Drunk driving, vs. driving-drunk
A keen judge of human nature once observed that the Puritans disliked bear-baiting, not because it gave pain to the bear, but because it gave pleasure to the spectators. A similar phenomenon is at work in the moralists' campaign against drunk driving. If the moralists cared about the bear -- in this case, people killed or injured by cars -- they'd be more worried about driving tout court, rather than just the drunk variety.
Indeed, the incoherence of the moralists' position is obvious to the most casual inspection. One hears, over and over, statistics of the following form: "In X% of traffic fatalities, alcohol is involved." So what about the other 100 minus X? What are they, chopped liver? -- Well, close enough, in many cases. Sorry about that. But you see the point. Because they were catapulted into the next world by a sober driver, that's OK with the moralists.
There's a more subtle lapse of logic here, too: That X% comes from analyzing the breath -- or the tissue -- of drivers involved in crashes. In X% of cases, there's found to be some threshold amount of alcohol present (choose your own threshold value; one's as arbitrary as another). So the assumption is made that because the booze is there, it must have caused the accident -- or, more slyly, "contributed" to it (sorry, I already contributed at the office, as they say down at the Department of Transportation).
Now how can the causality be known? Well, the only statistical way you could even begin to establish a case for it would be to compare the alcohol in the blood of drivers who are involved in accidents, with the alcohol in the blood of drivers who reach their destinations without being involved in accidents. In other words, you'd have to know the background before you could tell anything at all from that X% you get from your Breathalyzer or your pathologist.
But nobody, as far as I can see, ever points this fact out; nor has anybody ever tried to measure the background number. So what we know about the importance of alcohol as a factor in car crashes is... precisely zero.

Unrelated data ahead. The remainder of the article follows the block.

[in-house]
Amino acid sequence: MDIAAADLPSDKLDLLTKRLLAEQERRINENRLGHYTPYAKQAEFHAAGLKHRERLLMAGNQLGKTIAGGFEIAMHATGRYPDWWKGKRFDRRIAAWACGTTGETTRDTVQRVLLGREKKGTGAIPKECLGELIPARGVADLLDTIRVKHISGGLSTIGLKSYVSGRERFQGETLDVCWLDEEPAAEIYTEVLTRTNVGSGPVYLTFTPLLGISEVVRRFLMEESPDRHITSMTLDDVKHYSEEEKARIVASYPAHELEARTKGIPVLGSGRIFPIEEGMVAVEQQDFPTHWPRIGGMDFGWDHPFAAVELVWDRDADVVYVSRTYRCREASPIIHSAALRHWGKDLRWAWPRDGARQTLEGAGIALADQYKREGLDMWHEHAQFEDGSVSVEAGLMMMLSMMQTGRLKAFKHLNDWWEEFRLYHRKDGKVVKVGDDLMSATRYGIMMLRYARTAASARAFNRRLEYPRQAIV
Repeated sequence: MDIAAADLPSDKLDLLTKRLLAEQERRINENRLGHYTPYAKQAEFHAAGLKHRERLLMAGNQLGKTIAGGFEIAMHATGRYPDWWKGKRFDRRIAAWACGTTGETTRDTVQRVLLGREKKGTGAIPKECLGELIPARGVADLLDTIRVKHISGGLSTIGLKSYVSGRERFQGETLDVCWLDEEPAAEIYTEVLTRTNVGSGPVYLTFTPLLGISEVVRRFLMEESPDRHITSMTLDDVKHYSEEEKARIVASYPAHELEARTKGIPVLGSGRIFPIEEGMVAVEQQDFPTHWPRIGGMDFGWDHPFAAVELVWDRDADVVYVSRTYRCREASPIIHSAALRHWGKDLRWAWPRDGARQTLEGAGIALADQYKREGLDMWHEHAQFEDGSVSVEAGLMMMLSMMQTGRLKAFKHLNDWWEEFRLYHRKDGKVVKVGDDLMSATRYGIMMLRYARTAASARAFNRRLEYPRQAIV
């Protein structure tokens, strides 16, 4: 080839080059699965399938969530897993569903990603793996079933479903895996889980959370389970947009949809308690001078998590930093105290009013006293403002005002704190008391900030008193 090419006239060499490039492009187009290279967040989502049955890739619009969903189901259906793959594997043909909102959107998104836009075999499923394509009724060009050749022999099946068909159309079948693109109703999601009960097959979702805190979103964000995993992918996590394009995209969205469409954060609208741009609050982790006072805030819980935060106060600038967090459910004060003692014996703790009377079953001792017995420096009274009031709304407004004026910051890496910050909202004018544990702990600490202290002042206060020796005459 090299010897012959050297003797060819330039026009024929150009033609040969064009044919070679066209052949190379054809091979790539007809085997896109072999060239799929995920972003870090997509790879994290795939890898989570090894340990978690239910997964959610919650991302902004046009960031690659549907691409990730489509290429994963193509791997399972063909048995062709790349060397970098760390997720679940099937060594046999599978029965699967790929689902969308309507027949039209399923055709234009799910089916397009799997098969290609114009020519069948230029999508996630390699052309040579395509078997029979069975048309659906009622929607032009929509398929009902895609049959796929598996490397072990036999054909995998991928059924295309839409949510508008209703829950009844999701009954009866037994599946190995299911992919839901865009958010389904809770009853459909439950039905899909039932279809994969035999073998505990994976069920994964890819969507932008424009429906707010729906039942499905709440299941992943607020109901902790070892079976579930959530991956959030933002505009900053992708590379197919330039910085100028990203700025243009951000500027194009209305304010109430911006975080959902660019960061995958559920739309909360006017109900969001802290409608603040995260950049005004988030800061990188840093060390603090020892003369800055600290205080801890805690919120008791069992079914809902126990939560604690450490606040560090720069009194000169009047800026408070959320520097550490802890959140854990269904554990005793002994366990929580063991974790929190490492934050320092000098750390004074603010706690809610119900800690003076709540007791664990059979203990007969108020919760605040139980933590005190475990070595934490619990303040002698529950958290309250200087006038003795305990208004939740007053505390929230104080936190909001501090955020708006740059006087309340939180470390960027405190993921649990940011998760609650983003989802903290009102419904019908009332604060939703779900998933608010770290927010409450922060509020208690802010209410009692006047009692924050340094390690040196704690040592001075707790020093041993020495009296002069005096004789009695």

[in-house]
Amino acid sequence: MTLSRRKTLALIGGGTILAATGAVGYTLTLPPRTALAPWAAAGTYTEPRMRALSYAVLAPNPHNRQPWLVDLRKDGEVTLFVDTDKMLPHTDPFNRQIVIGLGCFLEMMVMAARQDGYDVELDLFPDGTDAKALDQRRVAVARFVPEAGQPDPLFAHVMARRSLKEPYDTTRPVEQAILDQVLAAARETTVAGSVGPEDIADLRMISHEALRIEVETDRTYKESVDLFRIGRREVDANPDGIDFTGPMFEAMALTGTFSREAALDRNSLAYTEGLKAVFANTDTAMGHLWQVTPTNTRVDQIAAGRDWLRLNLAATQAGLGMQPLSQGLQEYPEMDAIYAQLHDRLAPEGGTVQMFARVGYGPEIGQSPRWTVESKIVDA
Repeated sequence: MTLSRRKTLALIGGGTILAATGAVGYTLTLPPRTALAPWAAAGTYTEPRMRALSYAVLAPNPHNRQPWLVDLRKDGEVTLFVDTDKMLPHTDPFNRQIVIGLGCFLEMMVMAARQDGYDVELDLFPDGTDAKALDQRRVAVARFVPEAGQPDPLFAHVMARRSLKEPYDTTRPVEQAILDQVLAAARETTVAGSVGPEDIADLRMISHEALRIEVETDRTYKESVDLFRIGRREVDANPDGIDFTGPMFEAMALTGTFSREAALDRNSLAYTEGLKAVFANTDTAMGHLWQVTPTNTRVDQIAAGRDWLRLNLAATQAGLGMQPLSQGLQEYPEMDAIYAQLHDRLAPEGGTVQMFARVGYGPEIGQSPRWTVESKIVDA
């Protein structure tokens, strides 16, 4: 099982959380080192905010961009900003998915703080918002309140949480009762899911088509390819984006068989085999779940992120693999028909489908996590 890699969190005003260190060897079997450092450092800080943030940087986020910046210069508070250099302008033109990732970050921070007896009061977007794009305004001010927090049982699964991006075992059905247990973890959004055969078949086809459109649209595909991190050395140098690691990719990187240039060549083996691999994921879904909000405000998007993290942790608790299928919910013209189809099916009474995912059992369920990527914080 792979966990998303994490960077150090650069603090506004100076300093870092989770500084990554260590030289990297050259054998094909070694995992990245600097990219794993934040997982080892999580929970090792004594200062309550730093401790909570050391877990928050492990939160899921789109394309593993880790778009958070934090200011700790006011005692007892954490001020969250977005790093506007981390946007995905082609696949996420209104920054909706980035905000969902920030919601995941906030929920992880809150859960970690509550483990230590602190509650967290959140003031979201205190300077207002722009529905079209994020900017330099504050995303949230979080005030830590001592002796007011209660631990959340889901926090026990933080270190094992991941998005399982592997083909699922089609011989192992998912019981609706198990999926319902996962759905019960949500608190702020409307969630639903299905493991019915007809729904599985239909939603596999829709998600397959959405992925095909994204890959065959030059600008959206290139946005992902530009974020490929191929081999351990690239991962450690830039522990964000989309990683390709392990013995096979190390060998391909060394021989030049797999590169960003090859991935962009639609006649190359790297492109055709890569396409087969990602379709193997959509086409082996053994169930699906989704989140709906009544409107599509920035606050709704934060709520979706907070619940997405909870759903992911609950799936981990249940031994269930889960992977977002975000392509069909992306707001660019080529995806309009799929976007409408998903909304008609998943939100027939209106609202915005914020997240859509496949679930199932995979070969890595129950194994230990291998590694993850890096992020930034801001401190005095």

Then what's with all the hysteria? The explanation has to be sought in the realm of psychology.
On some level, I think, we all know what a damned incubus the car has become. Movies tell the tale: cars get crushed, impaled, filleted, incinerated and drowned only less often than attractive young women. At the same time, of course, this realization cannot be permitted into the light of consciousness. The car remains a supremely potent fetish object, and the repository of a huge quantity of alienated libido -- including that most volatile and high-octane form of libido, narcissistic libido. (An old girlfriend of mine, years ago, had a recurring dream in which her car turned into a bathing suit. A slinky, red bathing suit.)
In a situation like this, a common mechanism of resolution is the splitting of the loved and hated object into two objects, a good one and a bad one. (Think of Melanie Klein and the idea of the "good breast" and the "bad breast." -- Okay, don't if you'd rather not.) The bad driver is the drunk driver, the good driver is the sober driver. Everything would be hunky-dory if it weren't for the bad drivers -- except, of course, for those 100 minus X% of the corpses; but presumably we just chalk them up to the will of God, or the laws of Nature, or the inexorable but ultimately beneficent Invisible Hand of the Magical Market.
I have a different paradigm. I think that instead of worrying about people who are driving drunk, we should worry about all the people who are driving-drunk; the people who are running around thought-impaired by the toxic influence of driving. This intoxication has a number of pathological effects on the nervous system. It makes drivers feel more important and more powerful than non-drivers, who can be bullied off the road, not just with impunity, but as of right. It shuts down the perceptual apparatus: all a driver can see of another driver is a metal shell. It impairs the capacity for projection and empathy; all the driver can imagine of another's motives is a primitive tropism to get ahead of the rest of the traffic. It distorts the driver's sense of space and time, and deludes him into believing that he ought to be able to get across town in ten minutes. It narrows his vision and shuts down his cognitive faculties, so that he'll accelerate to reach a red light fifty feet ahead of him.
Compared to the drunkenness of driving itself, the additional impact of a convivial evening might well turn out to be trivial -- if anybody ever studied the matter seriously, instead of just assuming that we know what's going on. But either way, the best scenario of all would be if the driver just stayed home and mixed himself a pitcher of Martinis. The hell with the car, and the hell with the Puritans.